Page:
6.1.2 Risks

Some experts and leaders see risks in pursuing this “synergistic” strategy for rural YEO. These skeptics recommend, instead, more evidence-based programming, investing in diverse, customized strategies, gathering and sharing data and lesson, and ensuring that initiatives include risk mitigation strategies. 

There is no historical precedent for the vision that large numbers of young people will increase their involvement in agriculture over time, or reside in rural areas over the long run. In fact, economic development has been accompanied – with varying degrees of speed and hardship – by urbanization and a significant structural shift away from small-scale family farming to large-scale industrial farming. Most rural families are working to help their children get off the farm and into better opportunities.1Is investing in youth-driven agricultural or other rural development rural a waste of resources? Could resources be more cost-effectively used to make the transition to urbanization and industrial agriculture smoother? Or, less radically, is rural YEO work mainly a strategy to slow down and ease the inevitable transition? How optimistic should we be about the potential for Rural YEO to achieve development goals and simultaneously meet the needs of young people raised in rural areas? Risk management integrates itself into the rural YEO field as a call for gathering evidence about what happens in general in different situations, and about what initiatives work for what goals, for whom and how.  Meanwhile, experts caution against pursuing policies whose main strategy for improving food security is to keep young people on the farm.2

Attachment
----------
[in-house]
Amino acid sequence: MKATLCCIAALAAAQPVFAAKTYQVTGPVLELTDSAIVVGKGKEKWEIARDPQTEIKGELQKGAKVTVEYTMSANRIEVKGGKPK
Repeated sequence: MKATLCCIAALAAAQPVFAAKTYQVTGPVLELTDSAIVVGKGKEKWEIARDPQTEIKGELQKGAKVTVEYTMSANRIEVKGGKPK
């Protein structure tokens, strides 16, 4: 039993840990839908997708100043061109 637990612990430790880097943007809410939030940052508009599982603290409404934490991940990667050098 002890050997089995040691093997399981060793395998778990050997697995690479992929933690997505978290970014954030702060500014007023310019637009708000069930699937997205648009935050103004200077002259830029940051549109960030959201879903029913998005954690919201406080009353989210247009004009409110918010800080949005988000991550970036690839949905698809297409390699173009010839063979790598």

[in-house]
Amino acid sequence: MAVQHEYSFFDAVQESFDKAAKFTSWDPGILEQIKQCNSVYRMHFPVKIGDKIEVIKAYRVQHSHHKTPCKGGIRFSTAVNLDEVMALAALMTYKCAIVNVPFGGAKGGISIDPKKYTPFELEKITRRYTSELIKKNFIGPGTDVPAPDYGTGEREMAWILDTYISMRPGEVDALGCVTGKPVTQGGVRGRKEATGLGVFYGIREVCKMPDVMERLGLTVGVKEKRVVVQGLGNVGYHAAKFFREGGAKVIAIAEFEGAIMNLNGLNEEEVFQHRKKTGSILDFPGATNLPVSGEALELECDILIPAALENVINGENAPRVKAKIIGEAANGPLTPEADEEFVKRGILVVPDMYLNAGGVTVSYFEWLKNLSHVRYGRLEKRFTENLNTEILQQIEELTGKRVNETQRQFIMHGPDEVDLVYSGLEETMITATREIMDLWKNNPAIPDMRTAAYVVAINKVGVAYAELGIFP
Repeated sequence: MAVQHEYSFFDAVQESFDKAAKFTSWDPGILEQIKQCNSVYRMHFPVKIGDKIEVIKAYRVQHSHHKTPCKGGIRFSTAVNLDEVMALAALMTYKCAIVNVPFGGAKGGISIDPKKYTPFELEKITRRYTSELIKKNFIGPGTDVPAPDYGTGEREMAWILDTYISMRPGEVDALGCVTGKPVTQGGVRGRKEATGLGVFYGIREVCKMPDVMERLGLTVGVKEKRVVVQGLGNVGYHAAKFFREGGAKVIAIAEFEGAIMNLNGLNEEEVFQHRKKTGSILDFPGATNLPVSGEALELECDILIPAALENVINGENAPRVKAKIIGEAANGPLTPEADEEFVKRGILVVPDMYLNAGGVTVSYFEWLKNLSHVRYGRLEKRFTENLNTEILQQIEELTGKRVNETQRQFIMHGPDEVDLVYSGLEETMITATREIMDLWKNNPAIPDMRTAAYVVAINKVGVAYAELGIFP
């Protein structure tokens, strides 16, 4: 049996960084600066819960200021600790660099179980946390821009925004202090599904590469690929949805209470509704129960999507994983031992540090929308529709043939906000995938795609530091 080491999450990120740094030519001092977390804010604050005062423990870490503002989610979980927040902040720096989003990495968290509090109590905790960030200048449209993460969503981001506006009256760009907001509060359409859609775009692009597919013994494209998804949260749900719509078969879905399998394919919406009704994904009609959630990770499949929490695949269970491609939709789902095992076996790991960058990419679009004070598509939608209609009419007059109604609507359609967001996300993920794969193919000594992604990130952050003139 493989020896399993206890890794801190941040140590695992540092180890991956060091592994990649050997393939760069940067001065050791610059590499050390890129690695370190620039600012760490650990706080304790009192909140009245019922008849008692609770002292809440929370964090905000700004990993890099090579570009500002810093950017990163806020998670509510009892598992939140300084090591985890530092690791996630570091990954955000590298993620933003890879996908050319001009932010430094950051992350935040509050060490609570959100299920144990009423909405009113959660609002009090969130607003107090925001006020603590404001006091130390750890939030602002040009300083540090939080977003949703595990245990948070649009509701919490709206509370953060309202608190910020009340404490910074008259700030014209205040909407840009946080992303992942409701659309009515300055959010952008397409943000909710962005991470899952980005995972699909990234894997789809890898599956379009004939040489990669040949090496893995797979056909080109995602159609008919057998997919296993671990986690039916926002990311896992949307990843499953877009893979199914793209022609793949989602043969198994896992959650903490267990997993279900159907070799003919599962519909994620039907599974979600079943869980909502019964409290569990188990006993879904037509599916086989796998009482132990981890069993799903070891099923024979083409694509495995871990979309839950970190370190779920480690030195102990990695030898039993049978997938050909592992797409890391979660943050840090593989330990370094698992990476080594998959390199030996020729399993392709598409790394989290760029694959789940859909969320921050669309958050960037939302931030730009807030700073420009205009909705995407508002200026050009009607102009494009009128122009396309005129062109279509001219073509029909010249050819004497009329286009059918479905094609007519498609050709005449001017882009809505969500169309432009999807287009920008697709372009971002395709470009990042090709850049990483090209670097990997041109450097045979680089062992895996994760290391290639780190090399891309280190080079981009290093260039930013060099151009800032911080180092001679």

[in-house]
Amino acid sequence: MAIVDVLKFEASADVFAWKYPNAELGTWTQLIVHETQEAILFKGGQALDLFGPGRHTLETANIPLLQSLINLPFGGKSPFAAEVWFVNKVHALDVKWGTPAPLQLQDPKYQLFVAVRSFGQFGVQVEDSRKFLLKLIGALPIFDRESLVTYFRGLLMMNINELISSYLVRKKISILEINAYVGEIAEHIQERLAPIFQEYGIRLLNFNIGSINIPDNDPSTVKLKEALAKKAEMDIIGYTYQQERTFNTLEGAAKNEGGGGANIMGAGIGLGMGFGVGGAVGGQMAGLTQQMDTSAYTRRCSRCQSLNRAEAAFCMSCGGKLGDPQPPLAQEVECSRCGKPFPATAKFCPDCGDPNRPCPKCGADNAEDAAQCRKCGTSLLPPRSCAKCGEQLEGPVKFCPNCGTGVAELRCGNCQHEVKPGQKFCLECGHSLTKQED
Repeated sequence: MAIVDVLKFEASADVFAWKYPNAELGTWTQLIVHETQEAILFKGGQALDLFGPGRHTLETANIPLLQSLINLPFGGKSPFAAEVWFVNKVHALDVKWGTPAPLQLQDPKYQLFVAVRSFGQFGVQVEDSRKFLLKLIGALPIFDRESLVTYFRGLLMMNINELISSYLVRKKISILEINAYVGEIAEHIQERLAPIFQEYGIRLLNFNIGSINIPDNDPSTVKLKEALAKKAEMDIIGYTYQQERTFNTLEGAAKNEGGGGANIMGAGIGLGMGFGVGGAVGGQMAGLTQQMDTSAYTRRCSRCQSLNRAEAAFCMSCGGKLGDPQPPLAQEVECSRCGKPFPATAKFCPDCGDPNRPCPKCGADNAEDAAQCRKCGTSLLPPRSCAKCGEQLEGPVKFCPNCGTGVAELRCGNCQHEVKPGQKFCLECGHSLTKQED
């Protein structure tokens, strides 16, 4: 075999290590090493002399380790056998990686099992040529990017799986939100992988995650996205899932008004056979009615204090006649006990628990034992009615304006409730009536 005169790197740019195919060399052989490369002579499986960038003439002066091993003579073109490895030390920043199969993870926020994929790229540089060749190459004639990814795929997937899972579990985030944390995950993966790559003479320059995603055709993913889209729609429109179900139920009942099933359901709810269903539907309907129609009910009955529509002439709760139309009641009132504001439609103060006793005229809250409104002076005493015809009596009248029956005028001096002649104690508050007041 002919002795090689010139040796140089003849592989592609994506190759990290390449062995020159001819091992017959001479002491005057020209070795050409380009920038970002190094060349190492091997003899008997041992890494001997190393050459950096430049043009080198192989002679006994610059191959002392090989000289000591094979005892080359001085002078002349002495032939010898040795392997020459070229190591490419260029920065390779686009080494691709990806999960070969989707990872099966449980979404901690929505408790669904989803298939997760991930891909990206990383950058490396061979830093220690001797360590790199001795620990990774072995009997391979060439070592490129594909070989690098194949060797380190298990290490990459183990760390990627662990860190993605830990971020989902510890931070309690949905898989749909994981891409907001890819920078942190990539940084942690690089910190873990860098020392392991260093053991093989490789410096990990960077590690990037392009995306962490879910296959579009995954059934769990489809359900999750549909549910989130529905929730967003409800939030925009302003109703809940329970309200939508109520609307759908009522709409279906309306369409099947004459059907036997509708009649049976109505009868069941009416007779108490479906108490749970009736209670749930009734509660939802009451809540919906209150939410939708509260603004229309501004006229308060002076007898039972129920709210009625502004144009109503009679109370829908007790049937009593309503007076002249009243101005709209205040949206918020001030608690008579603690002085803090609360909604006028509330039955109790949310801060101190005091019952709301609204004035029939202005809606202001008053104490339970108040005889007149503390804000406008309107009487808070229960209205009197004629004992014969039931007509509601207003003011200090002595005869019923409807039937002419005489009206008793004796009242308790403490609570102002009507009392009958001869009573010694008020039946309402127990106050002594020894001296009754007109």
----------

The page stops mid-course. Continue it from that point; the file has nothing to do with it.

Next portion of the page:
“The challenges facing African smallholder agriculture cannot be laid at the feet of young people; nor should keeping ‘the youth’ on the land be a major objective of agricultural policy. The sooner that pundits, policymakers and development actors abandon the view that (valuable/vulnerable) young people and (threatened) society would both be better off if only the young people stayed on the farm – indeed, that they somehow ‘owe it to the nation’ to farm – the sooner we will see the emergence of more reasoned policy and more relevant programmes.”3
 

 

  • 1. Sumberg and Anyidoho, 2012.
  • 2. Ibid.
  • 3. Okali and Sumberg, 2012.